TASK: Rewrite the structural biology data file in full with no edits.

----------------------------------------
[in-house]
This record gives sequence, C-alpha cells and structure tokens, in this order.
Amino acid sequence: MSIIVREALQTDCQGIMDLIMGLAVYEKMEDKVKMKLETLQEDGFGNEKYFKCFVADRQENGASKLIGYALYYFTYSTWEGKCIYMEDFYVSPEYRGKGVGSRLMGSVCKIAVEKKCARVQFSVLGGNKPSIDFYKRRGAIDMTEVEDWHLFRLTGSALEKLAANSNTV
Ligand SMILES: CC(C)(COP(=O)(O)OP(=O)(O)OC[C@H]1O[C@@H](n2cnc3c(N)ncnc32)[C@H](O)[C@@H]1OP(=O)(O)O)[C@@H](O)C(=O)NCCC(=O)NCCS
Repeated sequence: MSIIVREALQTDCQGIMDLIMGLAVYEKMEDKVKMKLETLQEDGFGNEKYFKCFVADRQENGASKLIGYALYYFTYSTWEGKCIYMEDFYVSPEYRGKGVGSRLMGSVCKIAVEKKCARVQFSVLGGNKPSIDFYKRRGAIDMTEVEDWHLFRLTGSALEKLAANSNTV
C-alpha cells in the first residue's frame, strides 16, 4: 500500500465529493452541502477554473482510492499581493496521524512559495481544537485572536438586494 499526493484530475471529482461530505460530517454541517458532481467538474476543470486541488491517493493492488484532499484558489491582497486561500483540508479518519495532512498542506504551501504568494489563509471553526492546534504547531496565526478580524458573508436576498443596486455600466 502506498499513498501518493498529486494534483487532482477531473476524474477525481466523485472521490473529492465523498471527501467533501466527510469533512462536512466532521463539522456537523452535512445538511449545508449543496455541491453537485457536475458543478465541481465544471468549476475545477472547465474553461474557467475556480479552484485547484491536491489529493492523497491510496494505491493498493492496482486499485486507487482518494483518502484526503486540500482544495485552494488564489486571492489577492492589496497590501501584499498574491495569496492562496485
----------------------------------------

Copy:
[in-house]
This record gives sequence, C-alpha cells and structure tokens, in this order.
Amino acid sequence: MSIIVREALQTDCQGIMDLIMGLAVYEKMEDKVKMKLETLQEDGFGNEKYFKCFVADRQENGASKLIGYALYYFTYSTWEGKCIYMEDFYVSPEYRGKGVGSRLMGSVCKIAVEKKCARVQFSVLGGNKPSIDFYKRRGAIDMTEVEDWHLFRLTGSALEKLAANSNTV
Ligand SMILES: CC(C)(COP(=O)(O)OP(=O)(O)OC[C@H]1O[C@@H](n2cnc3c(N)ncnc32)[C@H](O)[C@@H]1OP(=O)(O)O)[C@@H](O)C(=O)NCCC(=O)NCCS
Repeated sequence: MSIIVREALQTDCQGIMDLIMGLAVYEKMEDKVKMKLETLQEDGFGNEKYFKCFVADRQENGASKLIGYALYYFTYSTWEGKCIYMEDFYVSPEYRGKGVGSRLMGSVCKIAVEKKCARVQFSVLGGNKPSIDFYKRRGAIDMTEVEDWHLFRLTGSALEKLAANSNTV
C-alpha cells in the first residue's frame, strides 16, 4: 500500500465529493452541502477554473482510492499581493496521524512559495481544537485572536438586494 499526493484530475471529482461530505460530517454541517458532481467538474476543470486541488491517493493492488484532499484558489491582497486561500483540508479518519495532512498542506504551501504568494489563509471553526492546534504547531496565526478580524458573508436576498443596486455600466 502506498499513498501518493498529486494534483487532482477531473476524474477525481466523485472521490473529492465523498471527501467533501466527510469533512462536512466532521463539522456537523452535512445538511449545508449543496455541491453537485457536475458543478465541481465544471468549476475545477472547465474553461474557467475556480479552484485547484491536491489529493492523497491510496494505491493498493492496482486499485486507487482518494483518502484526503486540500482544495485552494488564489486571492489577492492589496497590501501584499498574491495569496492562496485